There are three categories of beliefs I hold about teaching that make up my teaching philosophy. The first set of beliefs are concerned with my motivations for teaching, the second set of beliefs are concerned with my role as a teacher, and the third set of beliefs are concerned with the role of the students.
I have several motivations for teaching. At an abstract level, I believe that being a teacher is a valuable profession and I want to be a part of perpetuating the pursuit of knowledge and learning. At a more concrete and practical level, I feel that my profession of psychology, and in particular cognitive psychology, yields practical insights into problems that people encounter on a daily basis. For both of the above reasons, I have a particular enthusiasm for the material that I teach and wish to convey this enthusiasm to my students. I think that I succeed in imparting this enthusiasm to my students as is evidenced by their comments on course evaluations (see Appendix A for complete listing of written student comments on end of semester evaluations and Appendix B for mid-semester evaluations):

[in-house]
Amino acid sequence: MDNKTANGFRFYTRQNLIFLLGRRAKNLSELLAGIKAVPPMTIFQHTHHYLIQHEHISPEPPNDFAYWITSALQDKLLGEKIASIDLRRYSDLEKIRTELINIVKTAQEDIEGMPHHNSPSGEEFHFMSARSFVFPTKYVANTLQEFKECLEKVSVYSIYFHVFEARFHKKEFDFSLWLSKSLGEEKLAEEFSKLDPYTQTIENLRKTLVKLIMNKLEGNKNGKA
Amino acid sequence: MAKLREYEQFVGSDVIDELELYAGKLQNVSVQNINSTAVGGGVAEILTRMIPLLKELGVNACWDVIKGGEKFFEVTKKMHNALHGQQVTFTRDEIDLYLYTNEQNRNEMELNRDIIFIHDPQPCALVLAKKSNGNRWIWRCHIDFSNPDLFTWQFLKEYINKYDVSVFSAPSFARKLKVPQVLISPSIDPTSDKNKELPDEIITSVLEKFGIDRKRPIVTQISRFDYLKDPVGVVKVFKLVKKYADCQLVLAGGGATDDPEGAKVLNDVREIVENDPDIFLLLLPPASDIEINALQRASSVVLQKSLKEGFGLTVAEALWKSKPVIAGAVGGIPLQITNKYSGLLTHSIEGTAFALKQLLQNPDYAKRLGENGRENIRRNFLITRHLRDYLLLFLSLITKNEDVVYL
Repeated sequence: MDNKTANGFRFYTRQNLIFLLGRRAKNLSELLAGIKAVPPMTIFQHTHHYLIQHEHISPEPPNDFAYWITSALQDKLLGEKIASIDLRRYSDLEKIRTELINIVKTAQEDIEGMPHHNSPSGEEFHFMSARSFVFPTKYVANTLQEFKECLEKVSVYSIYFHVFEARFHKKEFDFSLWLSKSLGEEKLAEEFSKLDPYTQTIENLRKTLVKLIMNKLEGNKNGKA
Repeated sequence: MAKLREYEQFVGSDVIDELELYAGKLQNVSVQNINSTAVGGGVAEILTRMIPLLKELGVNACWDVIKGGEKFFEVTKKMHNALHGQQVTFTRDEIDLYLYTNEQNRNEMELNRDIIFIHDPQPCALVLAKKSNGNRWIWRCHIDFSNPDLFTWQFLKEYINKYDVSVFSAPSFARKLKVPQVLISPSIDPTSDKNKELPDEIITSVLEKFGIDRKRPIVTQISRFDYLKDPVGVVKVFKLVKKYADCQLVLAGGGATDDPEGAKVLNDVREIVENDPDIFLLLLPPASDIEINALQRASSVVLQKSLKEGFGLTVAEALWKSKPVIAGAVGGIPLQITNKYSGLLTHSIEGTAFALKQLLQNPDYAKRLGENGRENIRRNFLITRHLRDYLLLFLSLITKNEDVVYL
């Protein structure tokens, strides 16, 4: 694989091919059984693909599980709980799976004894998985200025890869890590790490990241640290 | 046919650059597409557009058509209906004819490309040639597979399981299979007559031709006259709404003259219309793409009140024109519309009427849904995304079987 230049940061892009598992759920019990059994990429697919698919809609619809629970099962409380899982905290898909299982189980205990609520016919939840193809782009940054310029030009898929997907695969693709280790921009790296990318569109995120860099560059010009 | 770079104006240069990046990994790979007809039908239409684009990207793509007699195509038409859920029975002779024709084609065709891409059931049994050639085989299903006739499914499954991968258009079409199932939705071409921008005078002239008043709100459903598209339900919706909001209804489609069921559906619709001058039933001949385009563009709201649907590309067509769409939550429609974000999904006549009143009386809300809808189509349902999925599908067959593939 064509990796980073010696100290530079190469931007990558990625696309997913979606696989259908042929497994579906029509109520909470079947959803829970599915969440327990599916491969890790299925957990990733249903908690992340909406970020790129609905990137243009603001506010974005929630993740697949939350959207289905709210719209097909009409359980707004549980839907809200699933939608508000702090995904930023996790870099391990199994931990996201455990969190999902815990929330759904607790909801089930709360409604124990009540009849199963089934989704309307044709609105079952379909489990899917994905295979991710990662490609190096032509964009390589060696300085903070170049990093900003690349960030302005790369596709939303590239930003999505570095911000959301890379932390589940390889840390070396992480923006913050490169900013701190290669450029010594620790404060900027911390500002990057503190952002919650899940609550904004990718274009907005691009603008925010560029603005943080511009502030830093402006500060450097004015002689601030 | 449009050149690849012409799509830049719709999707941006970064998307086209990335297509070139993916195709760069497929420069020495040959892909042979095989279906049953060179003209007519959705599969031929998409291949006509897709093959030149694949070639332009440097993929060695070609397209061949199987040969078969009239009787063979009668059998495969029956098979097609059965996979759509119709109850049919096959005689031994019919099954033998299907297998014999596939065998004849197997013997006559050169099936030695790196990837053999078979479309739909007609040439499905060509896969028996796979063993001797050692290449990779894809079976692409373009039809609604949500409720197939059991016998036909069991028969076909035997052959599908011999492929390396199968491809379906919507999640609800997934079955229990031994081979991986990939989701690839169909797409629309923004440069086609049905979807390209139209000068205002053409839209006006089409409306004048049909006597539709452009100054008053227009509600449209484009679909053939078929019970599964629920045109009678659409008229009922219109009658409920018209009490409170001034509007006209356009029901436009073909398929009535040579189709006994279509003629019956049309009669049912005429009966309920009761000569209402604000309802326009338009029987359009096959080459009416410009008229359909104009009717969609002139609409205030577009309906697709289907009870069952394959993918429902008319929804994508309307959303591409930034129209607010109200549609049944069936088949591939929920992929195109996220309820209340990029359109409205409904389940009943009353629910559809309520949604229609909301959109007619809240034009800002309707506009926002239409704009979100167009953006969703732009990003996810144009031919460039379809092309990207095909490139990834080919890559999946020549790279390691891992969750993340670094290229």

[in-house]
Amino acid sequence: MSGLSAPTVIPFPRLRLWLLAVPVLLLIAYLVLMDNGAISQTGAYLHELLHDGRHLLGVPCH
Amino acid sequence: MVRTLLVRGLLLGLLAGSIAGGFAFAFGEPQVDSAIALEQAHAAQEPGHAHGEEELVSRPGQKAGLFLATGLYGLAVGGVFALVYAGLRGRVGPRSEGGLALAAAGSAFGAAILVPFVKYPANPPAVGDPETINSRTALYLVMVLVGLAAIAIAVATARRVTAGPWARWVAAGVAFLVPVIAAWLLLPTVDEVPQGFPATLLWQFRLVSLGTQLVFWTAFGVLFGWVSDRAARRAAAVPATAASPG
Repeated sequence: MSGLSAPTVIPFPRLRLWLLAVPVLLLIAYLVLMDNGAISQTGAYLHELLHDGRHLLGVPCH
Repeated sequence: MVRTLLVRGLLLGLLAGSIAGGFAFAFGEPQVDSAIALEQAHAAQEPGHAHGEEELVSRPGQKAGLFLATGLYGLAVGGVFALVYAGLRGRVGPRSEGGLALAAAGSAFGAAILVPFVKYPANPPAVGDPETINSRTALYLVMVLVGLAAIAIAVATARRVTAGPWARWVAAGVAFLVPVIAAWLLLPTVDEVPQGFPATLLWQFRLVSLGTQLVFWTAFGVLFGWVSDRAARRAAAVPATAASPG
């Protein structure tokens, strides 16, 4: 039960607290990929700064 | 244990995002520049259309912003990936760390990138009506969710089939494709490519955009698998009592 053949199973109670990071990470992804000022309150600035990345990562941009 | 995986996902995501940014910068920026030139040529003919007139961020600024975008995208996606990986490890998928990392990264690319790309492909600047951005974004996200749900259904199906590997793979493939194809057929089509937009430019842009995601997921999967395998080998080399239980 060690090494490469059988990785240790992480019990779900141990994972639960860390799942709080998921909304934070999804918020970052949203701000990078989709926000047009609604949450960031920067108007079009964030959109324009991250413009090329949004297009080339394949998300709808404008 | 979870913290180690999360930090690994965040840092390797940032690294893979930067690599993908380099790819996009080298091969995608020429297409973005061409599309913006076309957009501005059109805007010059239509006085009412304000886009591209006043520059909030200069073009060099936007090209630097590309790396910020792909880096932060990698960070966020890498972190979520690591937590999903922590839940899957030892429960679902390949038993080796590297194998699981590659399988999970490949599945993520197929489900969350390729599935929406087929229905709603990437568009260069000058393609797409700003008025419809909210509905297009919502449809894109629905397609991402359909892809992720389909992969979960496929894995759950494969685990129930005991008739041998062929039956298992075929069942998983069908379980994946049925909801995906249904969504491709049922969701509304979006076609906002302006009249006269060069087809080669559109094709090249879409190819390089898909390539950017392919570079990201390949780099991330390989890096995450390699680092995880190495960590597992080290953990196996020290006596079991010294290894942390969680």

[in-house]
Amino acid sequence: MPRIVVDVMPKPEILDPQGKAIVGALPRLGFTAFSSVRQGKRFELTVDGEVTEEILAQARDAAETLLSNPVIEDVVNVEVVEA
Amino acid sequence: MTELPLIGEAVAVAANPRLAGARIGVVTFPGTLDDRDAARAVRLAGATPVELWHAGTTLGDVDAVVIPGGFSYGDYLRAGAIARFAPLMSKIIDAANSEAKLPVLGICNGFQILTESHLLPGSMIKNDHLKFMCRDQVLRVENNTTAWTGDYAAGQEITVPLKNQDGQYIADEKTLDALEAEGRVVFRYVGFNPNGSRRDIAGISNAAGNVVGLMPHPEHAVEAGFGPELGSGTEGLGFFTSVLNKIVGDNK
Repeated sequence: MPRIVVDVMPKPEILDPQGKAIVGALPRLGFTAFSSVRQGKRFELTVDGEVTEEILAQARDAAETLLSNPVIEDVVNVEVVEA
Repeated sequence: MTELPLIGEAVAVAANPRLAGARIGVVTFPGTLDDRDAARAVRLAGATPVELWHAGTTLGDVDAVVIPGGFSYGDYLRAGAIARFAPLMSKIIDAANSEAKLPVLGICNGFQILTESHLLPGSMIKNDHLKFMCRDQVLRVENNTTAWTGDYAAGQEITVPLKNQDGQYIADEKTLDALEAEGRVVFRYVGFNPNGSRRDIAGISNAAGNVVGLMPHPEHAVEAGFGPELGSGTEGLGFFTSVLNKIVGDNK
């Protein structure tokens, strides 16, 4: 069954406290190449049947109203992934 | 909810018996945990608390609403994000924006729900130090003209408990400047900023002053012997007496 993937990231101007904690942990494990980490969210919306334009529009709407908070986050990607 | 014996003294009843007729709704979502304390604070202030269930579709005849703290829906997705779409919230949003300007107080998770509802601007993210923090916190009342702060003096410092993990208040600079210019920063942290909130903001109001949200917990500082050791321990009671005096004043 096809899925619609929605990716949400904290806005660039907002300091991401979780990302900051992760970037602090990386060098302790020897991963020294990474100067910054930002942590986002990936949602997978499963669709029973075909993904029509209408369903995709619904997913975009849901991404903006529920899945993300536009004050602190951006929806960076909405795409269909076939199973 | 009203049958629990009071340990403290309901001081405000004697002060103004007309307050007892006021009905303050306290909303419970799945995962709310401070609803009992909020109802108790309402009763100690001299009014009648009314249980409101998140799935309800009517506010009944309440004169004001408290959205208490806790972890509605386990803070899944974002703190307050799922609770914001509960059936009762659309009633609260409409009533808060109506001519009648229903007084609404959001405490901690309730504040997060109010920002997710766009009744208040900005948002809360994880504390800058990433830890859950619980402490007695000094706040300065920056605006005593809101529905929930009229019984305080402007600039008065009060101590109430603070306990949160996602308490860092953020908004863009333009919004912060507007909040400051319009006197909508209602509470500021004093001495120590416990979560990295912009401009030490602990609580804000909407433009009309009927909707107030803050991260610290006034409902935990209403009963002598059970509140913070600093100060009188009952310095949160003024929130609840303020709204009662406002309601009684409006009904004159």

". . .its difficult material for us, but your knowledge of the subject and enthusiasm help make it easier . . ."
"Her [the instructor] enthusiasm for the subject matter is contagious."
"Kelly is a great teacher and is enthusiastic about the material, which is beneficial to the students."
Beyond my enthusiasm for the material that I am teaching, I also enjoy working with and getting to know the students. Watching the students go through a process of transformation over the course of the semester is particularly rewarding. Additionally, I thrive on what I consider to be the biggest challenge in teaching at the college level. That is the challenge of keeping students engaged in the course material while simultaneously maintaining the substantive nature and integrity of the course material.